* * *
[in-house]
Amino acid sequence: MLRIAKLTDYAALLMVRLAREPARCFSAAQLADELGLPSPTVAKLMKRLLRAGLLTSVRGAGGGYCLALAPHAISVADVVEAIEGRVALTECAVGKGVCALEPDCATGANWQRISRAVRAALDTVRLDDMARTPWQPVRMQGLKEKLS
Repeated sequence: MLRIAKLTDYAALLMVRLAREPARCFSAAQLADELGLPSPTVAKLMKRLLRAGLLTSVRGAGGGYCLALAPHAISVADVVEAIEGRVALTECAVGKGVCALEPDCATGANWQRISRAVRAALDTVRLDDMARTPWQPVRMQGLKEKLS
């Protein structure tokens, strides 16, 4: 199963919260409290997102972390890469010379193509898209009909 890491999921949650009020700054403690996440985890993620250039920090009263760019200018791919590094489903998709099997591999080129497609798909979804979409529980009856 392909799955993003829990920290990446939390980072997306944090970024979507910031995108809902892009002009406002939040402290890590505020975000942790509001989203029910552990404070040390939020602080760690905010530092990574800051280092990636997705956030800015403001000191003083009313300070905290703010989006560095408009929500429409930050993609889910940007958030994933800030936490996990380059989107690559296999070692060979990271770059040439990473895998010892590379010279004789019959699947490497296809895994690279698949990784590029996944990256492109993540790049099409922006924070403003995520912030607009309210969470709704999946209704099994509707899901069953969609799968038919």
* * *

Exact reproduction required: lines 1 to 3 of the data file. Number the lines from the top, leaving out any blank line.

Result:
[in-house]
Amino acid sequence: MLRIAKLTDYAALLMVRLAREPARCFSAAQLADELGLPSPTVAKLMKRLLRAGLLTSVRGAGGGYCLALAPHAISVADVVEAIEGRVALTECAVGKGVCALEPDCATGANWQRISRAVRAALDTVRLDDMARTPWQPVRMQGLKEKLS
Repeated sequence: MLRIAKLTDYAALLMVRLAREPARCFSAAQLADELGLPSPTVAKLMKRLLRAGLLTSVRGAGGGYCLALAPHAISVADVVEAIEGRVALTECAVGKGVCALEPDCATGANWQRISRAVRAALDTVRLDDMARTPWQPVRMQGLKEKLS